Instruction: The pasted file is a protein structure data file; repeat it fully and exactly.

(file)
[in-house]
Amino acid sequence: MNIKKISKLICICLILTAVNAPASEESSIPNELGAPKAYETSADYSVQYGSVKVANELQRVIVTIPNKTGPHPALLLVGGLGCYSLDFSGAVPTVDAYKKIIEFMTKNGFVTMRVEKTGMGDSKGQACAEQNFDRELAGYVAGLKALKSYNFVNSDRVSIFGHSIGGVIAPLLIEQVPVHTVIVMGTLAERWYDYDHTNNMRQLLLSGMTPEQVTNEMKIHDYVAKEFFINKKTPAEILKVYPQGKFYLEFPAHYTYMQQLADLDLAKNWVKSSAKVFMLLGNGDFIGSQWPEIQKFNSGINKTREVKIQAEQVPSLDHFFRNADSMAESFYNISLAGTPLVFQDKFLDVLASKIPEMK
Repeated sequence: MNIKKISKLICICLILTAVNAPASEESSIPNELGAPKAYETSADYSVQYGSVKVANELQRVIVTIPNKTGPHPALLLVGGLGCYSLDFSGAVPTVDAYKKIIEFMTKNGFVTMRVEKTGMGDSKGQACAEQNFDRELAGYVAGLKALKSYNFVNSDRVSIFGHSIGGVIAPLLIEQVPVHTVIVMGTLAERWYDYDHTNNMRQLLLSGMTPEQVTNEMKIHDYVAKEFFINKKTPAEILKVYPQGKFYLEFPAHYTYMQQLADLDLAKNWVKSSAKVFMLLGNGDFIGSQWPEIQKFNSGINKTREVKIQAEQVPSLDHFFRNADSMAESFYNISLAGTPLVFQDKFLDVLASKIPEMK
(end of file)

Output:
[in-house]
Amino acid sequence: MNIKKISKLICICLILTAVNAPASEESSIPNELGAPKAYETSADYSVQYGSVKVANELQRVIVTIPNKTGPHPALLLVGGLGCYSLDFSGAVPTVDAYKKIIEFMTKNGFVTMRVEKTGMGDSKGQACAEQNFDRELAGYVAGLKALKSYNFVNSDRVSIFGHSIGGVIAPLLIEQVPVHTVIVMGTLAERWYDYDHTNNMRQLLLSGMTPEQVTNEMKIHDYVAKEFFINKKTPAEILKVYPQGKFYLEFPAHYTYMQQLADLDLAKNWVKSSAKVFMLLGNGDFIGSQWPEIQKFNSGINKTREVKIQAEQVPSLDHFFRNADSMAESFYNISLAGTPLVFQDKFLDVLASKIPEMK
Repeated sequence: MNIKKISKLICICLILTAVNAPASEESSIPNELGAPKAYETSADYSVQYGSVKVANELQRVIVTIPNKTGPHPALLLVGGLGCYSLDFSGAVPTVDAYKKIIEFMTKNGFVTMRVEKTGMGDSKGQACAEQNFDRELAGYVAGLKALKSYNFVNSDRVSIFGHSIGGVIAPLLIEQVPVHTVIVMGTLAERWYDYDHTNNMRQLLLSGMTPEQVTNEMKIHDYVAKEFFINKKTPAEILKVYPQGKFYLEFPAHYTYMQQLADLDLAKNWVKSSAKVFMLLGNGDFIGSQWPEIQKFNSGINKTREVKIQAEQVPSLDHFFRNADSMAESFYNISLAGTPLVFQDKFLDVLASKIPEMK